Streets Week!: New York City Lowers Speed Limits On 45 Miles Of Major Streets
Eleven high-crash outer borough corridors to see speed limits reduced; NYPD will also crack down on speeding
NEW YORK—Mayor Bill de Blasio announced today that speed limits will be reduced on 45 miles of major streets with some the highest rates of crashes across Brooklyn, Queens, the Bronx, and Staten Island. The NYPD will conduct a weeklong pedestrian and cyclist safety enforcement blitz, across all 77 patrol precincts, to crack down on drivers who speed and fail to yield. The announcements kick off Streets Week!, a suite of transportation, traffic safety, and open space policy announcements to double down on the transformative Vision Zero initiative.
“Vision Zero has revolutionized traffic safety action in New York City and beyond, but its work isn’t finished until every New Yorker is safe on the streets. Telling drivers to slow down – and working closely with the NYPD to hold dangerous drivers accountable – will save lives and make our city safer,” said Mayor Bill de Blasio. “New York City will do its part. Now, it’s time for Albany to pass the Crash Victim Rights and Safety Act and join us in acting boldly to protect pedestrians and cyclists.”
Lower Speed Limits on High-Crash Corridors:
Last year, DOT lowered speed limits by 5 MPH on eleven corridors citywide, totaling about 25 miles. The newly targeted corridors this year in Queens, Brooklyn, The Bronx, and Staten Island represent 45 miles of streets.
Street locations, mileage, and speed limit changes are as follows:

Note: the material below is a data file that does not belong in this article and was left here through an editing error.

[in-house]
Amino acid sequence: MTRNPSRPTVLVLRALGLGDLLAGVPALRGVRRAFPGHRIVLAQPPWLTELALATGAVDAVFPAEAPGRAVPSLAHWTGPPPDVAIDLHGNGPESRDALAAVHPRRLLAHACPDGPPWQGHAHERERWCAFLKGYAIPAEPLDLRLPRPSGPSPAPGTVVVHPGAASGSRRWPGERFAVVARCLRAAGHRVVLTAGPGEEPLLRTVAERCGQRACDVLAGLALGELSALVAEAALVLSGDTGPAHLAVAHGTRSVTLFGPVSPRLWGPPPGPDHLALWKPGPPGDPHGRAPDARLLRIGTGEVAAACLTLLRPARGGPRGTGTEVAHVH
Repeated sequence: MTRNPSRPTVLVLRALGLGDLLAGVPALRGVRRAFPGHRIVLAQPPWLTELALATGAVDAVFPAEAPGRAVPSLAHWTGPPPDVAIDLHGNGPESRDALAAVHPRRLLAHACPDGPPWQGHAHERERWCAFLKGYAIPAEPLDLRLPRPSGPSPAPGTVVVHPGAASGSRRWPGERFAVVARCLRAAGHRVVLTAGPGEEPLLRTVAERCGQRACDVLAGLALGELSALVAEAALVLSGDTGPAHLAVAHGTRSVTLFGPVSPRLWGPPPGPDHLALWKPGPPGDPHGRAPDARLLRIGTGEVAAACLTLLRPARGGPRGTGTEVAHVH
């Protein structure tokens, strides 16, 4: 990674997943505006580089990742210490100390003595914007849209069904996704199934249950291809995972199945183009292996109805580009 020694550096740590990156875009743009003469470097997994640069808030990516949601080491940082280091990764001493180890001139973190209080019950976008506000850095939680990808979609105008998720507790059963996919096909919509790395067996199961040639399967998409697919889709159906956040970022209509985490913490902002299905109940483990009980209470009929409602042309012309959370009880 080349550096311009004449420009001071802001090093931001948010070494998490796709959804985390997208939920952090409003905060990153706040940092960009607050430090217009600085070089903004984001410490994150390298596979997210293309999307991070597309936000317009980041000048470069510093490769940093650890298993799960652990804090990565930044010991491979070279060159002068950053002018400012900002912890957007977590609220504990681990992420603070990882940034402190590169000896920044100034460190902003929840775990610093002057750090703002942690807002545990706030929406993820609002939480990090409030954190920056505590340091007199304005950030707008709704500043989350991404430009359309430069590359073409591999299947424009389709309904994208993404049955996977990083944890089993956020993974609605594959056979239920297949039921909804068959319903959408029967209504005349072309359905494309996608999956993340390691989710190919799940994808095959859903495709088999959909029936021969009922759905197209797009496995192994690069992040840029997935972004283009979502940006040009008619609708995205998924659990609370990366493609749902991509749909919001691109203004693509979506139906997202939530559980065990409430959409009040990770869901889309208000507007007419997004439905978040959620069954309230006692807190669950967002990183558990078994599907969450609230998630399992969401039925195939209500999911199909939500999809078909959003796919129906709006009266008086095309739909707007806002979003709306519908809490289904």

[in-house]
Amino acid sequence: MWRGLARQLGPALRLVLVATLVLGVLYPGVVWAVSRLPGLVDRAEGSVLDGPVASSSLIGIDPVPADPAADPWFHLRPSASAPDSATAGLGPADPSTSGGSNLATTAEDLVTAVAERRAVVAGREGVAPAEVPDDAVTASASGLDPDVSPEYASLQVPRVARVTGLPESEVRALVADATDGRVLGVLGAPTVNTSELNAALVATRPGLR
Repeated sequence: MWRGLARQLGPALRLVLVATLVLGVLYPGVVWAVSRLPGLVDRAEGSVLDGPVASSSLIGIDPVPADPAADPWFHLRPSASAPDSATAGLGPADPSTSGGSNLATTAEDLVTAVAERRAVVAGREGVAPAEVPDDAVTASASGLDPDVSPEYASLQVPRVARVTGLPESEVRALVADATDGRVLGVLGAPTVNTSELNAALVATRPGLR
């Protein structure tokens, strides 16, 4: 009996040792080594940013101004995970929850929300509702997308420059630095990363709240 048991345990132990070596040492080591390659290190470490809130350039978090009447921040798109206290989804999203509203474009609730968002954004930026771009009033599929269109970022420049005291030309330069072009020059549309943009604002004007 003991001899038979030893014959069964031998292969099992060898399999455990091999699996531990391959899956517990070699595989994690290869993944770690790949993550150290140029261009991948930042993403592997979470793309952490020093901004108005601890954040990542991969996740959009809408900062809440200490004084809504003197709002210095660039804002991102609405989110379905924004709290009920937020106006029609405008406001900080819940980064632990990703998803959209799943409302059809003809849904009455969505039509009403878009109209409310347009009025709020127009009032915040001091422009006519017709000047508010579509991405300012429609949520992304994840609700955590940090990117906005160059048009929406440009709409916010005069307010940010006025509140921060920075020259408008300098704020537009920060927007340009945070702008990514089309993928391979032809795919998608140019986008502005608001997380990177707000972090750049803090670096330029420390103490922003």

- Pelham Parkway from White Plains Road to Stillwell Avenue, 1.6 miles (30 MPH to 25 MPH)
- Throggs Neck Expressway Service Road N/S from Longstreet Avenue to Sampson Avenue/Ellsworth Avenue, 1.5 miles (30 MPH to 25 MPH)
- Jerome Avenue from Bainbridge Avenue to East 233rd Street, 0.6 miles (30 MPH to 25 MPH)
- Woodhaven Boulevard from Queens Boulevard to Rockaway Boulevard, 4.3 miles (30 MPH to 25 MPH)
- Cross Bay Boulevard from Rockaway Boulevard to the Cross Bay North Boulevard Bridge, 2.5 miles (30/40 MPH to 25/35 MPH)
- Van Wyck Service Road E/W from 135th Avenue to Queens Boulevard, 3.1 miles (30 MPH to 25 MPH)
- Astoria Boulevard from 111th Street to 8th Street, 3.9 miles (30 MPH to 25 MPH)
- South Conduit Avenue from Sutter Ave to Sunrise Highway, 5.3 miles (35 MPH to 30 MPH)
- North Conduit Avenue from Sutter Ave to Sunrise Highway, 6.6 miles (35 MPH to 30 MPH)
- Conduit Boulevard from Atlantic Avenue to Sutter Ave, 1.9 miles (35 MPH to 30 MPH)
- Hylan Boulevard from Bay Street to Massachusetts Street, 13.5 miles (30/35/40 MPH to 30 MPH)
New speed limits will go into effect as speed-limit signage is posted over the coming weeks. Speed cameras located along any of these streets will be reprogrammed and drivers will be given a 60-day adjustment period after new signage is posted.
The NYPD is placing significant emphasis on a multifaceted pedestrian and cyclist safety operation during the week of May 10th through May 16th. This effort is anchored by increased focus on combating motorists who speed and fail to yield to pedestrians and cyclists. It is a comprehensive, citywide operation, to be carried out in all 77 patrol precincts. The effort will incorporate all the Transportation Bureau’s units and deploy additional Patrol Services.
Each Precinct will assign their traffic safety team to participate in these stepped-up efforts to combat traffic injuries. Officers will concentrate their enforcement on drivers who speed and drivers who fail to yield to pedestrians and cyclists. Enforcement will be focused at specific intersections and the corresponding corridors where the data shows a high frequency of pedestrian and cyclist injuries as a result of being struck by a vehicle.
NYPD Highway Patrol will focus enforcement efforts on high-crash highways to catch speeding before dangerous drivers come into close proximity with the cyclists and pedestrians.
The Traffic Enforcement District will focus its high-volume enforcement on vehicles that are obstructing bike lanes while parked, and it has specifically dedicated enforcement resources in each borough to keep bike lanes clear for cyclists. Vehicles that are summonsed for obstructing a bike lane are eligible to be towed to the NYPD’s violation tow pound.